A sign at a Durham, N.C. hotel. (AP Photo/Gerry Broome)
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LGBT vote plunges U.S. House into chaos

LGBT vote plunges U.S. House into chaos

A sign at a Durham, N.C. hotel. (AP Photo/Gerry Broome)
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LGBT vote plunges U.S. House into chaos

We told you earlier this week about how GOP leaders in the U.S. House managed to avoid a messy floor fight over a mini “religious liberty”-like provision on a defense policy bill. They weren’t so lucky on Thursday, when a similar amendment Democrats sought to attach to a veterans health spending measure prompted a messy fracas in front of the C-SPAN cameras.

It all started when an amendment from New York Democrat Sean Maloney appeared to be on the verge of adoption that would have barred taxpayer money from being used to pay government contractors caught discriminating against employees based on their sexual orientation.

But Democrats began crying foul when GOP leaders allowed more time for the vote in order to persuade more Republicans to switch their vote to “no.” Check out the above video via C-SPAN.

Here’s more from Politico:

At one point, a monitor in the House gallery showed there were 217 votes supporting the legislation, eliciting cheers of joy from Democrats who thought the measure might actually pass. But over the course of about 10 minutes, those votes suddenly dropped one by one to 212 — and the amendment failed.

The video shows Gainesville Republican Doug Collins presiding over the chamber as a designee for House GOP leaders while Democrats booed and shouted “shame!”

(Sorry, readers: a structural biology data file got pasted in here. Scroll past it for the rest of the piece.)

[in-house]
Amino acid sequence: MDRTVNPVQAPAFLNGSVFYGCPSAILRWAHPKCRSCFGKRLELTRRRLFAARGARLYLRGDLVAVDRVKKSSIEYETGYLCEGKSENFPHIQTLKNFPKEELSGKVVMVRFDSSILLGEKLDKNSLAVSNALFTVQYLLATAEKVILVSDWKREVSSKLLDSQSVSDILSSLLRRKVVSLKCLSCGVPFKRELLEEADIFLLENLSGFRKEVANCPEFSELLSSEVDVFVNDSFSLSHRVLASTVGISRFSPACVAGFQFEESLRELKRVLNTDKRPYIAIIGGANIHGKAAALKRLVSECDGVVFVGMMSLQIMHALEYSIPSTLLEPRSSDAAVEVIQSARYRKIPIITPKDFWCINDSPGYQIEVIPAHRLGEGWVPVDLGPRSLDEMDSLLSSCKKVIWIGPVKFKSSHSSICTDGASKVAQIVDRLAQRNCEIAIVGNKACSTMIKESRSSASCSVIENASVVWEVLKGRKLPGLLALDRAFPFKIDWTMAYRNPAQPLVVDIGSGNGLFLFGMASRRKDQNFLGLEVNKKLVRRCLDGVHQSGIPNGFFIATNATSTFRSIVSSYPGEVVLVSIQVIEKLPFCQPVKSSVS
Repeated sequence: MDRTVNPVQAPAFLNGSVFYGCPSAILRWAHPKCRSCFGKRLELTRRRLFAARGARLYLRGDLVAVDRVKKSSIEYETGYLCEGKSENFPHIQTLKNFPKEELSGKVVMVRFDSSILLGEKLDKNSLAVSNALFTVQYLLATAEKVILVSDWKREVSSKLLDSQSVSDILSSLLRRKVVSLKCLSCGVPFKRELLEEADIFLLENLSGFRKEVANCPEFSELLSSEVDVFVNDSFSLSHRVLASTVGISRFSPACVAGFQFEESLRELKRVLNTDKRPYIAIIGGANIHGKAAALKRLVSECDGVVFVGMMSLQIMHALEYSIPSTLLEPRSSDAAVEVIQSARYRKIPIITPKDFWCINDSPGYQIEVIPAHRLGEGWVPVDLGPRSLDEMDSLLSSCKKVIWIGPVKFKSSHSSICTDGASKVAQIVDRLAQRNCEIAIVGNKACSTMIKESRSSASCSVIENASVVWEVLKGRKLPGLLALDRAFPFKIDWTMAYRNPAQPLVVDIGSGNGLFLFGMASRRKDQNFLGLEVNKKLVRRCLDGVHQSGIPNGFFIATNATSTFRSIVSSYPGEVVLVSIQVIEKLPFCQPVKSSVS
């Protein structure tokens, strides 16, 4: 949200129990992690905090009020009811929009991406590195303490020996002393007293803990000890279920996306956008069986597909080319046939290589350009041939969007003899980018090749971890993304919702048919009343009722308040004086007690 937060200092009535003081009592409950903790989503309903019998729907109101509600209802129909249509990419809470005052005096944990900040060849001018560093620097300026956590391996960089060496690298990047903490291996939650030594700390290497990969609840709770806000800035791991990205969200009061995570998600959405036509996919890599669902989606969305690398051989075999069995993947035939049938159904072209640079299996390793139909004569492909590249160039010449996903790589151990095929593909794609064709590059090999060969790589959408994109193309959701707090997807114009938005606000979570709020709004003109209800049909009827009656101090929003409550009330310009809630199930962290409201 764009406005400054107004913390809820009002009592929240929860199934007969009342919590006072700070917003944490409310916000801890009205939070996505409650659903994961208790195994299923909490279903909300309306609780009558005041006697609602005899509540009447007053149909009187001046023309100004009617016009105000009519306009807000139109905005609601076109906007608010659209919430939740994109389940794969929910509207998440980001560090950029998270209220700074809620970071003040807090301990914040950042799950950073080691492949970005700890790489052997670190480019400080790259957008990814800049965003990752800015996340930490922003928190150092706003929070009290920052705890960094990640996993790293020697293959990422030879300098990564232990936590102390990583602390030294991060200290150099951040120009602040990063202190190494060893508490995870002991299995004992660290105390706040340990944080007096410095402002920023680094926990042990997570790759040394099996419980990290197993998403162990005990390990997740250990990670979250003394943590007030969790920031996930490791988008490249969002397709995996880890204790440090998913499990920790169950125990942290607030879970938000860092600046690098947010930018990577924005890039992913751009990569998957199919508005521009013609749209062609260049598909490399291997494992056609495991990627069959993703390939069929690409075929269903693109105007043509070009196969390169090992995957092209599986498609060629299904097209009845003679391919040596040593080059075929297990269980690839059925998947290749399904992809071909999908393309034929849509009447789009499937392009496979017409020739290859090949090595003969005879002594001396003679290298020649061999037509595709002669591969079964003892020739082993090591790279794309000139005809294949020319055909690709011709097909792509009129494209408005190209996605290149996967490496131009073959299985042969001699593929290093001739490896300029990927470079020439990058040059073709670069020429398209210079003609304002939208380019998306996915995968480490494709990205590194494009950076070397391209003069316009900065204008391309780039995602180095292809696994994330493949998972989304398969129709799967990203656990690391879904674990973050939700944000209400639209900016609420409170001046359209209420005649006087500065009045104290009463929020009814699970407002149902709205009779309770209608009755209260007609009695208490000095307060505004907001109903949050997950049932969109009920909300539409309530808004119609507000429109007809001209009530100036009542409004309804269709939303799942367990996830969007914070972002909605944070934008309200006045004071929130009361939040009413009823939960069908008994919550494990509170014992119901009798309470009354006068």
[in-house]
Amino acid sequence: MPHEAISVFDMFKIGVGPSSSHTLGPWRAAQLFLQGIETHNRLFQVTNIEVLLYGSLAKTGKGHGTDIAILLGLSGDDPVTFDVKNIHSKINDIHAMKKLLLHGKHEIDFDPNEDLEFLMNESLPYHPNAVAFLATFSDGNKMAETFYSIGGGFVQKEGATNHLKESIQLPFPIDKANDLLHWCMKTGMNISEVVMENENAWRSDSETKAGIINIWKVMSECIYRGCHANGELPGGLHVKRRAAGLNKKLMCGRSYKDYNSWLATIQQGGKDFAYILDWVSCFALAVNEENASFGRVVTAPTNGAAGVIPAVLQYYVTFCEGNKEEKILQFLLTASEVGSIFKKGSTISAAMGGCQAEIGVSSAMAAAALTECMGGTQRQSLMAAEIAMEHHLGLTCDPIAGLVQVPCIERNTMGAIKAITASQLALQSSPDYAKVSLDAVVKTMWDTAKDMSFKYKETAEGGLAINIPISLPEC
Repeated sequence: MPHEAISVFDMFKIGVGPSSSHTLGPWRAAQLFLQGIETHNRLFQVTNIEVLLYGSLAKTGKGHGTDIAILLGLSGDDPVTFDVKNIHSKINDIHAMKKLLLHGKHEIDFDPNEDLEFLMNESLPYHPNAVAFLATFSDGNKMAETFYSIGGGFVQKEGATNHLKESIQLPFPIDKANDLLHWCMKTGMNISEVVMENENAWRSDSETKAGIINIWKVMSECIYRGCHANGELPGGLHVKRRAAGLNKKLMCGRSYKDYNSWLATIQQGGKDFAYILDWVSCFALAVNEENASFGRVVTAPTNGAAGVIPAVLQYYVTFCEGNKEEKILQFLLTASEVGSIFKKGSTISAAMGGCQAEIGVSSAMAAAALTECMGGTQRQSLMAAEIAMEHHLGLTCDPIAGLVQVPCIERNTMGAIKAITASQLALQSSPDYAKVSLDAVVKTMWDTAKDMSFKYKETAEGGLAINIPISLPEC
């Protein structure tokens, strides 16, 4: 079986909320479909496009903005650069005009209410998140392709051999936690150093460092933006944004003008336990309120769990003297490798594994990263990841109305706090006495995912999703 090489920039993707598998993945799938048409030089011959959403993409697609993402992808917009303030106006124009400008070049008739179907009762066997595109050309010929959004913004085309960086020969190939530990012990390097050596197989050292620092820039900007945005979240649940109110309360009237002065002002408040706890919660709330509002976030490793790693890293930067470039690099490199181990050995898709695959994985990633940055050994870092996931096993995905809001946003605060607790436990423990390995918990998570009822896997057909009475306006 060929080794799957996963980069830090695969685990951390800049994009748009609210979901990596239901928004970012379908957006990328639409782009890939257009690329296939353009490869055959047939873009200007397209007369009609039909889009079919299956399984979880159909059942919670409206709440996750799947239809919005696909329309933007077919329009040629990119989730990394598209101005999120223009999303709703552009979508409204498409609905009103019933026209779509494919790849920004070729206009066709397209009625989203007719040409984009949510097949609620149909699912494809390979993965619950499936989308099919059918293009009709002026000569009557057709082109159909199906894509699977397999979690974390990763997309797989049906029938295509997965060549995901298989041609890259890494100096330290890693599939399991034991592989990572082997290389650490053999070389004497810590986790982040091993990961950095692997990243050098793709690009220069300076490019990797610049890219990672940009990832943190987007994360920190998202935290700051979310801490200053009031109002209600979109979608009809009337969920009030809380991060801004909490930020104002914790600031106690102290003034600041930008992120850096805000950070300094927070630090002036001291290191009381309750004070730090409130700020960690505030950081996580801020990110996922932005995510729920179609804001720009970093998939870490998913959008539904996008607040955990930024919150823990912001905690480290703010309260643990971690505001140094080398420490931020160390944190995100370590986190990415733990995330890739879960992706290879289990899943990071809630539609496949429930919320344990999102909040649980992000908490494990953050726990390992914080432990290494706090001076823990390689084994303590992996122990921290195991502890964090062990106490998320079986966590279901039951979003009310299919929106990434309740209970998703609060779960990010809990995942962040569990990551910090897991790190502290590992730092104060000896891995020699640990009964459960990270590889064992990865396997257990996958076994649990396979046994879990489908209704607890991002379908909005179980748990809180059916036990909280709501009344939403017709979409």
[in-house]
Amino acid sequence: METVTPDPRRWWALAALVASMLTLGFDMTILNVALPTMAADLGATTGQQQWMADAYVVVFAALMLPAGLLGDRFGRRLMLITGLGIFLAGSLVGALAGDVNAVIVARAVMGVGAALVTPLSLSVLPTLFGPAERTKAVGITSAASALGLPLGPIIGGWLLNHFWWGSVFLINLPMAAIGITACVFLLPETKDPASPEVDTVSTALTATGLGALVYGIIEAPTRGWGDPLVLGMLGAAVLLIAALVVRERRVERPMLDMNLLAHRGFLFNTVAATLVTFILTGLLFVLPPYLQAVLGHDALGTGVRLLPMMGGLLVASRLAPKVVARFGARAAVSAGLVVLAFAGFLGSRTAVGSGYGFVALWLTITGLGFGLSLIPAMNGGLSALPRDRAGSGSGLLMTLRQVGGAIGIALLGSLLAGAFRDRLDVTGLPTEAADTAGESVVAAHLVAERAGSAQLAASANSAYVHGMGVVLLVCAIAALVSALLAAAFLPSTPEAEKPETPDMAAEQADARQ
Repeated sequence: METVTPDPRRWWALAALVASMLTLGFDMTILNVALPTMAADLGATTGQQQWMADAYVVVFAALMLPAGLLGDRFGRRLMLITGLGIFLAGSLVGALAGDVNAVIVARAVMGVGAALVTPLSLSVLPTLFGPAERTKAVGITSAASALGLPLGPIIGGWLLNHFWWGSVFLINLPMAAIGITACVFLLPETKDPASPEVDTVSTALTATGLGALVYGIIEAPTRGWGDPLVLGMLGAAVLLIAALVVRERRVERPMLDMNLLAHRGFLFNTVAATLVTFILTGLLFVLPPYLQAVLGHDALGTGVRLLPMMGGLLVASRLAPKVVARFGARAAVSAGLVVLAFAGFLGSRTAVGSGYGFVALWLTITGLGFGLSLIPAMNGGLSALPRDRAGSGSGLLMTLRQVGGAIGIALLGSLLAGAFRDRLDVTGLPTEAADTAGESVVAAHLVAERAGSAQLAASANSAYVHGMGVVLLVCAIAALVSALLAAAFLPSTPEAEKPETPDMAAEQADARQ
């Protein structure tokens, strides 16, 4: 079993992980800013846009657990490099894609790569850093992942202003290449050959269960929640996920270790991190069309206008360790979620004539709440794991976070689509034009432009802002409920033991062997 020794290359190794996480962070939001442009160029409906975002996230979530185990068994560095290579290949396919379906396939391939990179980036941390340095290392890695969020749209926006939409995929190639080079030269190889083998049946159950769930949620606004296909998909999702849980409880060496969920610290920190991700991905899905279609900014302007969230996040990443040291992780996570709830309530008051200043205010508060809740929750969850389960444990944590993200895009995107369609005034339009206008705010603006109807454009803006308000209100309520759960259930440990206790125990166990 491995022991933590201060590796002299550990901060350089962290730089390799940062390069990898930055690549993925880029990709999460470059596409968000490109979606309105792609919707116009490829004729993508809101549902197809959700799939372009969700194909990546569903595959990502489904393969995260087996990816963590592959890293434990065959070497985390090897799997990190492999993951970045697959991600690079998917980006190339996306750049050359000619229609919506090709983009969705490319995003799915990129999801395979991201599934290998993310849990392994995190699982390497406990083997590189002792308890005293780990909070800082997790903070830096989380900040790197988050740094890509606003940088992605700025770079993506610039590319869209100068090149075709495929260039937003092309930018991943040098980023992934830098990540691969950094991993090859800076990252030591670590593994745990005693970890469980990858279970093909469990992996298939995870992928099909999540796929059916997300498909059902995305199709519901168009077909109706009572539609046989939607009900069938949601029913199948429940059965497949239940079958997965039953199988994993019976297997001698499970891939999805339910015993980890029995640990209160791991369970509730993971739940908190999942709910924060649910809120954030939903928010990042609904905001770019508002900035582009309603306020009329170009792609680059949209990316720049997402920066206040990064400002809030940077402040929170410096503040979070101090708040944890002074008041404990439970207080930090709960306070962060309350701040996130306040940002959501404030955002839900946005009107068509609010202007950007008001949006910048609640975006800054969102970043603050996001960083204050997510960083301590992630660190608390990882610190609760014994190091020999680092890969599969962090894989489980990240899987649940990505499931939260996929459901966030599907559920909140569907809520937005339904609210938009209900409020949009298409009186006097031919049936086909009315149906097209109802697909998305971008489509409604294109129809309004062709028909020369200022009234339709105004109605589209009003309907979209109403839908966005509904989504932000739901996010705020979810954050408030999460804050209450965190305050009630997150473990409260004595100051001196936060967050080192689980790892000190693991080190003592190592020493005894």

The melee is the latest chapter in what’s sure to be a contentious back-and-forth about LGBT rights, freedom of speech and executive overreach on Capitol Hill this summer.

Meanwhile, Georgia’s two senators signed onto a letter with two dozen GOP colleagues criticizing the Obama administration over its bathroom guidance for transgender students in public schools.

“It is not appropriate for a federal executive agency to issue ‘guidance’ for every school as if it were the law. Article I of the U.S. Constitution gives Congress the exclusive right to make laws,” the senators wrote in their letter to Attorney General Loretta Lynch and Education Secretary John King, according to The Hill.

Read more:

Important notes of caution in a brewing Georgia fight over bathroom rules

How Georgia Republicans plan to fight Obama’s transgender bathroom directive

Georgia leaders criticize transgender bathroom rule, stop short of legal challenge  

The growing bathroom backlash from Georgia Republicans

 House Speaker David Ralston enters Fannin County flap over bathroom rules


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